Thanks alot Alex. I have already moved him to another cage. and he is getting well, I believe he will gain new feathers with time.I really appreciate your reply.
  • Jenny - 2012-01-02
    Yes, I agree with the above comment. When there are two males in the same cage, they are more likely to fight. The dominant one bites and chases the weaker male and if the owner does not separate them, the weaker male may eventually die. I personally witnessed this when the older parents breeded one female and male offspring. Once the offspring grew up, the male fought with the father. Pretty quickly, the intensity increased a lot and the father lost a lot of feathers -- most likely they were bitten off by the son. Unfortunately, by the time I realized this and attempted to separate the males, it was too late and the older male died. Even when you only have one pair consisting of one male and one female, you should be careful. Although zebra finches are social, they may still fight a lot. From my observations, the male tends to be more dominant but sometimes the female can do some damage to the male. If fighting is bad, I would recommend separating the female from the male too for some time.
muhamad saim - 2011-12-27
In a year how many eggs does a pair of zebar finch lay

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  • Charlie Roche - 2011-12-27
    They will usually lay 4 - 6 eggs in a clutch but will probably only feed 4 and they usually breed about 2 - 3 times a year.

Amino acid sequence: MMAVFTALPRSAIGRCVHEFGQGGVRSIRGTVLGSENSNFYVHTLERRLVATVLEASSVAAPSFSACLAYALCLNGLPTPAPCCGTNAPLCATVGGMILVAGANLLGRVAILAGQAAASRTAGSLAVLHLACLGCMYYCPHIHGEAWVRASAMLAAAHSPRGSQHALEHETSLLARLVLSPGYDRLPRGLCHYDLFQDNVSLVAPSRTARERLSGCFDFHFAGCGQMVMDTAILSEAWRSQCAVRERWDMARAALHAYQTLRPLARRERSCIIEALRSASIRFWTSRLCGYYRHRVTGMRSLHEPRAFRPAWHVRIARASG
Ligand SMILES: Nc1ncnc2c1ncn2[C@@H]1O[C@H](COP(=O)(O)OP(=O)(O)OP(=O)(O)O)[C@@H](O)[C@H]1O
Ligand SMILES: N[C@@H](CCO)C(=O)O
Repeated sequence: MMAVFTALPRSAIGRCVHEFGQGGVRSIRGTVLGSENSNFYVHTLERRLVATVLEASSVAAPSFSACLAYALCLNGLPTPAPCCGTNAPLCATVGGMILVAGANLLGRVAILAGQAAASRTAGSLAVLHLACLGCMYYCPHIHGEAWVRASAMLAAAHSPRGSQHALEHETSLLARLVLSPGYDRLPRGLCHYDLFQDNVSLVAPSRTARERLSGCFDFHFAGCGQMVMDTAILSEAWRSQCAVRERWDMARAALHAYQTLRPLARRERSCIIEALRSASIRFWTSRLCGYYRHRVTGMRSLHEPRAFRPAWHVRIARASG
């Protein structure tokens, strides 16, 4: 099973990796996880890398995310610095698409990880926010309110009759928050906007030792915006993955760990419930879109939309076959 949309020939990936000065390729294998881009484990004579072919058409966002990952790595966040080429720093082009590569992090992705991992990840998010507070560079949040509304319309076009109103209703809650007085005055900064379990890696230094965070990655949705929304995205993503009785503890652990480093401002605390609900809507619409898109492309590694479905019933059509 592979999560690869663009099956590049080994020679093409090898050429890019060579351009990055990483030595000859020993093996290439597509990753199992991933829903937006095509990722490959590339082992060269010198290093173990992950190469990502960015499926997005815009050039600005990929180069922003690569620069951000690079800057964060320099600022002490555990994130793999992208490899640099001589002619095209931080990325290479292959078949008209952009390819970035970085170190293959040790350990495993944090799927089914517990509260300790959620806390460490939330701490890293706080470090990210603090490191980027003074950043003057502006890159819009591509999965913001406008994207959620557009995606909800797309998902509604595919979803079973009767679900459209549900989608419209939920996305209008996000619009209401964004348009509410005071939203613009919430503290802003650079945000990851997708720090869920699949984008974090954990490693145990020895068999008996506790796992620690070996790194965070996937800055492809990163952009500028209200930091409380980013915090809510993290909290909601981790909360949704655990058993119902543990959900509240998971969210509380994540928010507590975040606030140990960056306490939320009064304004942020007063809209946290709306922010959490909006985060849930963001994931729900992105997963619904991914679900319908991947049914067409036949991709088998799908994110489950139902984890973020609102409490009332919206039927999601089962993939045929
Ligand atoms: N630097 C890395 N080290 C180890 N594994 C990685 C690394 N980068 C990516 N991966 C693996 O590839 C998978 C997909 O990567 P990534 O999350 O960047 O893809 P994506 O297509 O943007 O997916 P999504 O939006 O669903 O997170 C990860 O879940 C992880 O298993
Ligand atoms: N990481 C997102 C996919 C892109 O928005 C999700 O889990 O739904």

Rogie Villasis - 2011-12-25
I have a pair of zebra finch. my question is if i would add another pair of zebra finch can i put them on the same cage or would it be best if i put them in a different cage?

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  • Charlie Roche - 2011-12-25
    I would give each pair their own cage. They are quite social but known to fight to be the dominate male or the dominate pair. Why take the chance?
Alex - 2011-12-17
I have a question how many clutches will you get per year when breeding zebra finches?

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  • Charlie Roche - 2011-12-17
    They will usually have 3 clutches per year.
Emma - 2011-12-08
I have a pair of finches and unfortunately one has died. I have a friend with a pair of finches who has said she is happy to take mine in too. He would still live in his own cage, just next to theirs so that he can have some company. Is it best to have him live with others as soon as possible to stop him getting lonely, or give him a while by himself so as not to overwhelm him with all the change around him?

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  • Charlie Roche - 2011-12-09
    Very very doubtful they would not get along. You have the one finch now and I would get the second finch. Introduce them in neutral territory - living room, bedroom whatever. Clean out and re arrange the cage a little bit maybe adding a new toy. When you see the two finches getting along which might take up to a whole hour, put them in the cage together. The reason I say clean and rearrange the cage is so the current finch you have is not territorial with cage. Changing an old cage around a little makes a new cage for both finches.